A lab-on-chip fish welfare sensor for application in aquaculture

We propose using the Cortisol hormone, secreted from the fishes during stressful events, to provide ongoing monitoring of fish welfare while in their habitats. Instrumented aquaculture pens will allow operators to continuously be aware of threats to fish health, including harmful blooms, predators, and/or poachers. As Canadian aquaculture capital investments are remote and offshore, a low-cost and low-maintenance Cortisol sensor would be ideal for these sites. By utilizing lab-on-chip technology, we aim to provide a sensor that consumes minimal reagent per measurement permitting longer deployments. In this research project, we will perform appropriate de-risking activities to address the key questions that would enable a Lab-on-chip Cortisol sensor. These include reagent shelf-life/stability, microfluidic chip material compatibility, seawater matrix effects on accuracy of the chemistry, and proof-of-concept instrumentation. Such a sensor would provide much needed insight for safeguarding aquaculture investments and ensuring responsible stewardship of our farms around the planet.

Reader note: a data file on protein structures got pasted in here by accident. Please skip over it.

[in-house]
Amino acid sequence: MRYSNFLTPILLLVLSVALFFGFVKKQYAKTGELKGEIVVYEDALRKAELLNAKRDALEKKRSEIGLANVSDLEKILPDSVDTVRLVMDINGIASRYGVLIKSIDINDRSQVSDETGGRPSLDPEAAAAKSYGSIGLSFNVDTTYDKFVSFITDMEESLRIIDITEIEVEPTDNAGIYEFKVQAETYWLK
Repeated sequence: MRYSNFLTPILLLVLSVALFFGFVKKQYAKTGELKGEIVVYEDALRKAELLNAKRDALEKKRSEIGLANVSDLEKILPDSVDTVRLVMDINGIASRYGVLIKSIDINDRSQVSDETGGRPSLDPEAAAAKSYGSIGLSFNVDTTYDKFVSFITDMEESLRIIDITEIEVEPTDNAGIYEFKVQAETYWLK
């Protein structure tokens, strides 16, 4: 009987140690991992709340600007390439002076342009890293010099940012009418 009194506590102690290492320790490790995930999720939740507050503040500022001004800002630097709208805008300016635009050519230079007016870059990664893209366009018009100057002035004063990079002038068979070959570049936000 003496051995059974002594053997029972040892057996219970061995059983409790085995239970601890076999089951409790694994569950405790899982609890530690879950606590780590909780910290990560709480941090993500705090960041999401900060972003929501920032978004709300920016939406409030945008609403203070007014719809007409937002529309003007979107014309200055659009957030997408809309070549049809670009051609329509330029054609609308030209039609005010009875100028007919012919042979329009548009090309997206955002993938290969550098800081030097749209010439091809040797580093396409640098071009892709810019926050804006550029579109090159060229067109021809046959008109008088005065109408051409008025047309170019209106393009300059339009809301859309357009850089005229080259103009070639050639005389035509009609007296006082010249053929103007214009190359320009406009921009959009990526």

Intern: 
Shahrooz Motahari
Faculty Supervisor: 
Vincent Sieben
Province: 
Nova Scotia
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Partner University: 
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